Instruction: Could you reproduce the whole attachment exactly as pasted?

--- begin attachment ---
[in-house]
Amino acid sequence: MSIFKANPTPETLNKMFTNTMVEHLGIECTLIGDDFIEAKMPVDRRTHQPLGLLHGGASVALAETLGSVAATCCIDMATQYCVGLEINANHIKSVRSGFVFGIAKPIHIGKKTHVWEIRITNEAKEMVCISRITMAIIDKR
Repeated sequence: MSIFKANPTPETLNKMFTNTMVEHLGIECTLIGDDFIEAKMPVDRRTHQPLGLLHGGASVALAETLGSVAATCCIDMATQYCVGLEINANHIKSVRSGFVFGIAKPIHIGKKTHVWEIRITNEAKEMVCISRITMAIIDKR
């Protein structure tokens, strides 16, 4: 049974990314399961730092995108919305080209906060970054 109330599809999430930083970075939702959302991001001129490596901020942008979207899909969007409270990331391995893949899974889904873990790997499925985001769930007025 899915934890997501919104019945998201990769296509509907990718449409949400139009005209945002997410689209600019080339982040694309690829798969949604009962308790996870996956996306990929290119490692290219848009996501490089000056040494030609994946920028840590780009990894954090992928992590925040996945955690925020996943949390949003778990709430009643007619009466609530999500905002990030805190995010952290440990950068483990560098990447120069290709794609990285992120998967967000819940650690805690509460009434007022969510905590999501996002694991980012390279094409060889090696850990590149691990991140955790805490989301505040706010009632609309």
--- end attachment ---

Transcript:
[in-house]
Amino acid sequence: MSIFKANPTPETLNKMFTNTMVEHLGIECTLIGDDFIEAKMPVDRRTHQPLGLLHGGASVALAETLGSVAATCCIDMATQYCVGLEINANHIKSVRSGFVFGIAKPIHIGKKTHVWEIRITNEAKEMVCISRITMAIIDKR
Repeated sequence: MSIFKANPTPETLNKMFTNTMVEHLGIECTLIGDDFIEAKMPVDRRTHQPLGLLHGGASVALAETLGSVAATCCIDMATQYCVGLEINANHIKSVRSGFVFGIAKPIHIGKKTHVWEIRITNEAKEMVCISRITMAIIDKR
């Protein structure tokens, strides 16, 4: 049974990314399961730092995108919305080209906060970054 109330599809999430930083970075939702959302991001001129490596901020942008979207899909969007409270990331391995893949899974889904873990790997499925985001769930007025 899915934890997501919104019945998201990769296509509907990718449409949400139009005209945002997410689209600019080339982040694309690829798969949604009962308790996870996956996306990929290119490692290219848009996501490089000056040494030609994946920028840590780009990894954090992928992590925040996945955690925020996943949390949003778990709430009643007619009466609530999500905002990030805190995010952290440990950068483990560098990447120069290709794609990285992120998967967000819940650690805690509460009434007022969510905590999501996002694991980012390279094409060889090696850990590149691990991140955790805490989301505040706010009632609309």